A newly rebuilt engine from a supersonic fighter is put to the test at the S&S / Maddex test cell.
This engine has low smoke fuel nozzles and combustors.
The large cloud is is a mist of unburnt fuel, caused by the afterburner ignition not functioning.
Fuel consumption is about 35-40 gallons per minute at full dry power, and the afterburner adds about 50 to that number.
Max military (dry) thrust is about 11,000 lbs.
With Max AB, this engine made 18,300 lbs of thrust.
AB will only function at 100% rpm, which is 7650 under standard conditions. Flight idle is around 6400. and ground idle is 5000 rpm.
With this engine, the J79, there is an industrial version called the LM1500. The fuel burning core is the same, with identical part numbers.
The J79 jet engine is a gas generator with a jet propulsion exhaust nozzle at the back. The nozzle converts the exhaust energy into thrust by accelerating the gases. It takes a force to accelerate something. That force pushes on the thing doing the acceleration and equally on the thing being accelerated.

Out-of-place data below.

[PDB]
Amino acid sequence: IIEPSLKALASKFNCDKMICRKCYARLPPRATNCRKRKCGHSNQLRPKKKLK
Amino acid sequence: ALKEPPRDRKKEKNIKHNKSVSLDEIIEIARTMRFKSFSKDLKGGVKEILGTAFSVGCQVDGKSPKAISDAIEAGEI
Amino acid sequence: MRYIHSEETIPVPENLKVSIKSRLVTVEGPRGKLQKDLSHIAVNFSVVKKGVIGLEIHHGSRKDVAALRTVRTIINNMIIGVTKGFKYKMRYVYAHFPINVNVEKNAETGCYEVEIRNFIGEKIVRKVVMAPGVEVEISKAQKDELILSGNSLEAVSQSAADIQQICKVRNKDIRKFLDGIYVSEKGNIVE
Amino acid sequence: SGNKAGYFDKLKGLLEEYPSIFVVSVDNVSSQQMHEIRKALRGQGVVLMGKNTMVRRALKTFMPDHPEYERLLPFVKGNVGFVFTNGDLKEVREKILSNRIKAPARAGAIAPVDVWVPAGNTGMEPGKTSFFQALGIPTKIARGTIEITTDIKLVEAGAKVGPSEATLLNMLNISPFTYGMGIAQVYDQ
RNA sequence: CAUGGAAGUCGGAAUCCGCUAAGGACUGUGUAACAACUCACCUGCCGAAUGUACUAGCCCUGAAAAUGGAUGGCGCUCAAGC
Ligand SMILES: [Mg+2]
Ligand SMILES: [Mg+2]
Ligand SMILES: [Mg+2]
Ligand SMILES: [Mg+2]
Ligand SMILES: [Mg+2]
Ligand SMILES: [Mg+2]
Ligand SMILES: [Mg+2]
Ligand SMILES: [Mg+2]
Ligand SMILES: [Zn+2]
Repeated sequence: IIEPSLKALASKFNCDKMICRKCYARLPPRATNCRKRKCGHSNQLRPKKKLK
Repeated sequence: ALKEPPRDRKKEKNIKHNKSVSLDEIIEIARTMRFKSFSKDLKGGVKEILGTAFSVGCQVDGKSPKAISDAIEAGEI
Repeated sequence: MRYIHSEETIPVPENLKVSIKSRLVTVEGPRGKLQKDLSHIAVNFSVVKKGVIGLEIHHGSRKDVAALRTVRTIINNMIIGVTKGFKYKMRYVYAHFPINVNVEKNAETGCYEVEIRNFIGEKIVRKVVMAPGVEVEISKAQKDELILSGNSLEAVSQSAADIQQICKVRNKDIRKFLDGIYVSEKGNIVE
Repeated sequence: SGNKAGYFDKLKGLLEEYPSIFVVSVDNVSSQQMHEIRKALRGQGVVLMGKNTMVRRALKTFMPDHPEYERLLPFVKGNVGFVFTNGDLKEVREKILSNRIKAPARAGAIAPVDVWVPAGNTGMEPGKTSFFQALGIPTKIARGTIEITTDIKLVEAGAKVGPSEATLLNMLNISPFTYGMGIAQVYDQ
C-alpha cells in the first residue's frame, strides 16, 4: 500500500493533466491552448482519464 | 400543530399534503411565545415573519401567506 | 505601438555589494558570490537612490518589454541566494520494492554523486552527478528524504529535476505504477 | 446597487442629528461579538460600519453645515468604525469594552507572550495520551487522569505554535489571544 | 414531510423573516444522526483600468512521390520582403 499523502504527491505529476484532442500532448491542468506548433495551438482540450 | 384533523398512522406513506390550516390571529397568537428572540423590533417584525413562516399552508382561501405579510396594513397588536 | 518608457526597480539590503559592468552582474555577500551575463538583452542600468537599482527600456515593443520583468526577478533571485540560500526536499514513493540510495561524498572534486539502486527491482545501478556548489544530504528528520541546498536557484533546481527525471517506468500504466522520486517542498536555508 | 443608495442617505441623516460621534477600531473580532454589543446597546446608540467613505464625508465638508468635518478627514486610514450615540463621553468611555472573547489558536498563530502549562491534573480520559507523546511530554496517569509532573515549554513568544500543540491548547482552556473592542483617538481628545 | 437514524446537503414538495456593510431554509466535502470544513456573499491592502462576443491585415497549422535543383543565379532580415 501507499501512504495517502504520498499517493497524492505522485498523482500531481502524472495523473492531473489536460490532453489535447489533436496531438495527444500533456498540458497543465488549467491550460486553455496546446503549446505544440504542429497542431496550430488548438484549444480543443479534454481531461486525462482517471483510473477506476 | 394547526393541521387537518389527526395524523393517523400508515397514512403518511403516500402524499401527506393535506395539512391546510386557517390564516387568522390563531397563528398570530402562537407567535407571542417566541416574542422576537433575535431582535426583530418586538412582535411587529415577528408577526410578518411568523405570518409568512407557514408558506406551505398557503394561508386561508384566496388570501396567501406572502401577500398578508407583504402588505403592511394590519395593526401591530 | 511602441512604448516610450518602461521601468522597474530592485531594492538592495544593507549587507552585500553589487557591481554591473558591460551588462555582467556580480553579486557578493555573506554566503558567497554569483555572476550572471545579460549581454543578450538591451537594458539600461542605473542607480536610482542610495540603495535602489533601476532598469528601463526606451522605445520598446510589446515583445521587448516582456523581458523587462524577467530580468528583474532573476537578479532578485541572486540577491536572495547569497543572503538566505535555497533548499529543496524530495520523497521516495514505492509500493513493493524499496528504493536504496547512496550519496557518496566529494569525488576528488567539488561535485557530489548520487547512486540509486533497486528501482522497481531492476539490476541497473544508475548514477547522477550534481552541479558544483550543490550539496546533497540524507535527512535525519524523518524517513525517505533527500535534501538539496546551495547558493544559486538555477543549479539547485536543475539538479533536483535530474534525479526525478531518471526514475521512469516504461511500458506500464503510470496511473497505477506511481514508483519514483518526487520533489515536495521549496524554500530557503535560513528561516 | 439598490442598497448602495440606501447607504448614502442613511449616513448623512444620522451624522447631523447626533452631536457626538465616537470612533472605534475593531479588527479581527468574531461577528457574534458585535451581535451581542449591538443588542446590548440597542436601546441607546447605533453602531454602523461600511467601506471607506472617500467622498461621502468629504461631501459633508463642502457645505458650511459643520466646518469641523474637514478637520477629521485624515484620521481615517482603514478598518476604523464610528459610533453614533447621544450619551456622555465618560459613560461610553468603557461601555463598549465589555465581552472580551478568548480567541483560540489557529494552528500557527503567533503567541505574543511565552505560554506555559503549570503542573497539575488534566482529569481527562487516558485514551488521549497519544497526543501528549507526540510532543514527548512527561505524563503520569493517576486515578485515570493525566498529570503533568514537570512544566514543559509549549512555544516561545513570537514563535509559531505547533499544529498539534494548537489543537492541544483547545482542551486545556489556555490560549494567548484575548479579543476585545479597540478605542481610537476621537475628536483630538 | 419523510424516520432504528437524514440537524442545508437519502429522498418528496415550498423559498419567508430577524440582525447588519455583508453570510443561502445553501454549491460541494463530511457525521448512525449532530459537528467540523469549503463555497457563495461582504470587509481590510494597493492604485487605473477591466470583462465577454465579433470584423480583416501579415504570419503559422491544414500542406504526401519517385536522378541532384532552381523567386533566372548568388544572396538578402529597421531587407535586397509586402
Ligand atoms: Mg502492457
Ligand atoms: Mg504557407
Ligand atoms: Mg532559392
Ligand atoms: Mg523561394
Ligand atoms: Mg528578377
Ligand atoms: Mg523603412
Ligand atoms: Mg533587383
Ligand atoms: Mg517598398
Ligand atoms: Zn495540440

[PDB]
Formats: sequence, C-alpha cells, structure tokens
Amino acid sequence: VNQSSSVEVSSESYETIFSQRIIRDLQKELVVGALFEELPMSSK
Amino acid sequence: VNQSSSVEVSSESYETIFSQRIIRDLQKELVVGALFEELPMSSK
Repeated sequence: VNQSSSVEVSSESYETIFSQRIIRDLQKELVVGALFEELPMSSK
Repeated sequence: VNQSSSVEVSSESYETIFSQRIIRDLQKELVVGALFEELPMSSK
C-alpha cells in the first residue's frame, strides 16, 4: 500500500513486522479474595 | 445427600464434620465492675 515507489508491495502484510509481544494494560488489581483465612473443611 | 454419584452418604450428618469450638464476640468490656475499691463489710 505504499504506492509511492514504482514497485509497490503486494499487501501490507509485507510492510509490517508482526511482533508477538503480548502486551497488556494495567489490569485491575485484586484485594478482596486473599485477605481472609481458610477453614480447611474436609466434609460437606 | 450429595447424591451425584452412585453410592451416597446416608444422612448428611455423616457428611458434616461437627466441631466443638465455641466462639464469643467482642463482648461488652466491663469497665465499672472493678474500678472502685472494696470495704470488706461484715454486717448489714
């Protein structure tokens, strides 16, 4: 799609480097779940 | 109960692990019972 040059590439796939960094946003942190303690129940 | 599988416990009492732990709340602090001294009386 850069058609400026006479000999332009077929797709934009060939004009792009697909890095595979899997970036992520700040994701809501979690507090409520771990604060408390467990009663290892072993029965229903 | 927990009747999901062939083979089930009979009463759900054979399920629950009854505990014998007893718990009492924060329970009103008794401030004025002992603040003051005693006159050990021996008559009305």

The LM1500 is the same gas generator that supplies the exhaust to a separate power turbine via a large duct. That power turbine converts the exhaust energy into mechanical torque and rotational speed. The definition of horsepower is torque multiplied by rpm divided by 5252.
So with this particular engine, we can measure thrust in one form of test, and power with the other.
When I say a J79 has 15,000 Hp, I mean the equivalent LM1500 makes that much.
Give or take, no guarantees, it's just for demonstration.
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Testing A Ge J79 With Afterburner